Thanks for writing Bernie, I’d enjoy hearing more about your approach. Why $50? Have you been pleased with the results? Whenever I’ve purchased something in that range I’ve been pretty disappointed in the quality.


      • Bernie

        I’ve tried out many different newsletters over the years, mostly via inexpensive trials through stockfocus.com. I wasn’t happy with any of results. I’m now 100% into dividend growth investing (DGI) and it’s served me very well. I’m up on the index over the long term in capital gains and in income growth. I find the only newsletter worth it’s salt is suredividend.com. I happened to lock in on a very attractive rate but IMO the new subscriber rate of $79/year is well worth the money.

        • Family Investor

          That’s encouraging to hear Bernie, DGI has lots of great merits to it. I presume you follow some of the DGI community on Seeking Alpha? It’s a pretty engaged group.

          I’m always glad to hear about people finding investing success, congrats on yours.

          Mind if I ask what you like about Investor in the Family? What would you change (add, remove, alter, etc)?

          Thanks in advance for your feedback.


  • Brett Kronewitter

    Thanks for the post Brian. I have tried a number of the Seeking Alpha premium services and from my experience that the price of the service does not reflect the amount that you are charged. I currently am signed up to four, three that I have been with for at least six months. The forth, I just started. The only newsletter that I have my doubts about is the most expensive one ($3000, although I am grandfathered at $900). The way I look at it is if you believe that the information in the newsletter can help you to achieve returns above and beyond the average of the S&P than it’s worth it. What I like about the Seeking Alpha premium service is the chats that are attached because investors can share ideas. I’ve found that it´s a good place to learn because there are a number of smart individuals in these groups.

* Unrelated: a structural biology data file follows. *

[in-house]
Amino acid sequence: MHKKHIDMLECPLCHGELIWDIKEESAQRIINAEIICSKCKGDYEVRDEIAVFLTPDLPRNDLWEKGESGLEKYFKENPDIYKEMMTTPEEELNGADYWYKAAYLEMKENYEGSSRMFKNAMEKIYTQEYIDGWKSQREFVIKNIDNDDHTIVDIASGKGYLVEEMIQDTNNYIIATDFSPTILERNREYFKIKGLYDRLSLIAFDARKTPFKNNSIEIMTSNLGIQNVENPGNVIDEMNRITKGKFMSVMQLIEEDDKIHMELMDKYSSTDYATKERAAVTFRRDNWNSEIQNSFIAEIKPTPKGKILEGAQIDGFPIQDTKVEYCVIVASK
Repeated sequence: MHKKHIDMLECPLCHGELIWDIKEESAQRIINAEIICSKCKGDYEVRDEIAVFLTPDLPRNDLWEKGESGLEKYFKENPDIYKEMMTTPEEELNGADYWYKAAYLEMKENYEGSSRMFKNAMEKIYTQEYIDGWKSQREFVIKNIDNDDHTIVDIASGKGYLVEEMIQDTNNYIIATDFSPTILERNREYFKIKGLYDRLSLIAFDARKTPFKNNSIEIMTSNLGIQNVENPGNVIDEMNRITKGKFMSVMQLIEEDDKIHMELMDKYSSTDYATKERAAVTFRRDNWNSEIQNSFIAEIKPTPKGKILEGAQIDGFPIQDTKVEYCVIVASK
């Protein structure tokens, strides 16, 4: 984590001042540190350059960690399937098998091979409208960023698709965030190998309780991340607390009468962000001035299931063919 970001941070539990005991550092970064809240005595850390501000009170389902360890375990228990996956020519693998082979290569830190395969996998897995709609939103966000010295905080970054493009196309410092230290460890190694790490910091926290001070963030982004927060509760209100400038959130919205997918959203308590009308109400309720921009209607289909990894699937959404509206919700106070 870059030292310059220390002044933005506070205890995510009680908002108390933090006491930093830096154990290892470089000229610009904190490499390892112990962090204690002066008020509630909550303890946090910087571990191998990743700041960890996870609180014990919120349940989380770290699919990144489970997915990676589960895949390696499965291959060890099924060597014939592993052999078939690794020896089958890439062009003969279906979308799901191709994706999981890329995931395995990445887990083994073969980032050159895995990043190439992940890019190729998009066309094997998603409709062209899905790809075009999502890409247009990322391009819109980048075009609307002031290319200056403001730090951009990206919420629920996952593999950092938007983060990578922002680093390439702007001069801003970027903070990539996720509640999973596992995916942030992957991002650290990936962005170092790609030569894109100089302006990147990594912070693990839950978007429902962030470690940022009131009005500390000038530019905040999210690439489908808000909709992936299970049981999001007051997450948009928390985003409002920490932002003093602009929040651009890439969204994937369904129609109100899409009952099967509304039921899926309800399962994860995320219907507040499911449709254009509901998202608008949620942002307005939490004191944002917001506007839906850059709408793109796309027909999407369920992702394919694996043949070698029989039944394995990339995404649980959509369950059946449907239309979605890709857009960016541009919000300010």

• Family Investor

      Great to hear from you Brett, always appreciate your insights. I think you’re ultimately right, if the newsletter helps you reach your objectives (beat the market) then it’s worth it. Of course, that also assumes we’re willing to be disciplined enough to track those results against the cost of the newsletter. One of the major mistakes so many of us make is to neglect to factor in costs. (Side note: I actually just had a great conversation with someone about how bad 401Ks and mutual funds are regarding this.)

      Do you mind sharing what SA newsletters you subscribe to? I’m using Chris DeMuth’s and Eric Parnell’s, also grandfathered in at lower prices.


  • Christian

    I subscribe to STW on Seeking Alpha and intend to renew this year. As I’m based in Australia I’m not overly familiar with many US companies so I’m happy to pay for the research and ideas. I think Stw is a quality service and event driven stuff is his bag. That said, I only allocated a small portion to this service as I was testing waters so to speak. The ideas I’ve invested in have paid for the subscription and probably a bit more, so I’ll be allocating larger amounts next year ! Ideally I think this cost should represent less than 1 % or so of a portfolio.

    • Family Investor

      Thanks for your comment, Christian. I’ve thoroughly enjoyed StW as well. If used wisely, I think it is well worth the cost (depending on the size of someone’s portfolio).